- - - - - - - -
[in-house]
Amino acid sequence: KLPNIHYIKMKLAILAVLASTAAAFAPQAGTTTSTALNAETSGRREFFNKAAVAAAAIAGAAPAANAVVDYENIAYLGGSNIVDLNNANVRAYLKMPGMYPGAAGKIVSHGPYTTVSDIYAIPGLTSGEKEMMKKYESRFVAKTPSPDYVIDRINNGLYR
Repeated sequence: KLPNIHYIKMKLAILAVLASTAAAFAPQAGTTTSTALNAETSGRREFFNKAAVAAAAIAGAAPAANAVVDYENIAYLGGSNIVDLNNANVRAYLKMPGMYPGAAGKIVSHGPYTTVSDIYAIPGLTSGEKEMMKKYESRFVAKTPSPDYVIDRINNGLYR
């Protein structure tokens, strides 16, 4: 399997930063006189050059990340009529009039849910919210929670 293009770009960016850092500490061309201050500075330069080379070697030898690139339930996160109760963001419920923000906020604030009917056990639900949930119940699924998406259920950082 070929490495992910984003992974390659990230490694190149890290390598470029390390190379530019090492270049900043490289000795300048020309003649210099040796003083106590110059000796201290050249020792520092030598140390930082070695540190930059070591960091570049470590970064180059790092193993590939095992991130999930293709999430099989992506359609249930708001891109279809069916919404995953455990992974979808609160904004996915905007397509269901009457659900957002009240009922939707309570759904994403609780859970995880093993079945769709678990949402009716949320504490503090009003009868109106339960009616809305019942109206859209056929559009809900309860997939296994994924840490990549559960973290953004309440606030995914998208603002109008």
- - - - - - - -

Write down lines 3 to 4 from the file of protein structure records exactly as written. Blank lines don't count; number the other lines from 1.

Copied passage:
Repeated sequence: KLPNIHYIKMKLAILAVLASTAAAFAPQAGTTTSTALNAETSGRREFFNKAAVAAAAIAGAAPAANAVVDYENIAYLGGSNIVDLNNANVRAYLKMPGMYPGAAGKIVSHGPYTTVSDIYAIPGLTSGEKEMMKKYESRFVAKTPSPDYVIDRINNGLYR
């Protein structure tokens, strides 16, 4: 399997930063006189050059990340009529009039849910919210929670 293009770009960016850092500490061309201050500075330069080379070697030898690139339930996160109760963001419920923000906020604030009917056990639900949930119940699924998406259920950082 070929490495992910984003992974390659990230490694190149890290390598470029390390190379530019090492270049900043490289000795300048020309003649210099040796003083106590110059000796201290050249020792520092030598140390930082070695540190930059070591960091570049470590970064180059790092193993590939095992991130999930293709999430099989992506359609249930708001891109279809069916919404995953455990992974979808609160904004996915905007397509269901009457659900957002009240009922939707309570759904994403609780859970995880093993079945769709678990949402009716949320504490503090009003009868109106339960009616809305019942109206859209056929559009809900309860997939296994994924840490990549559960973290953004309440606030995914998208603002109008």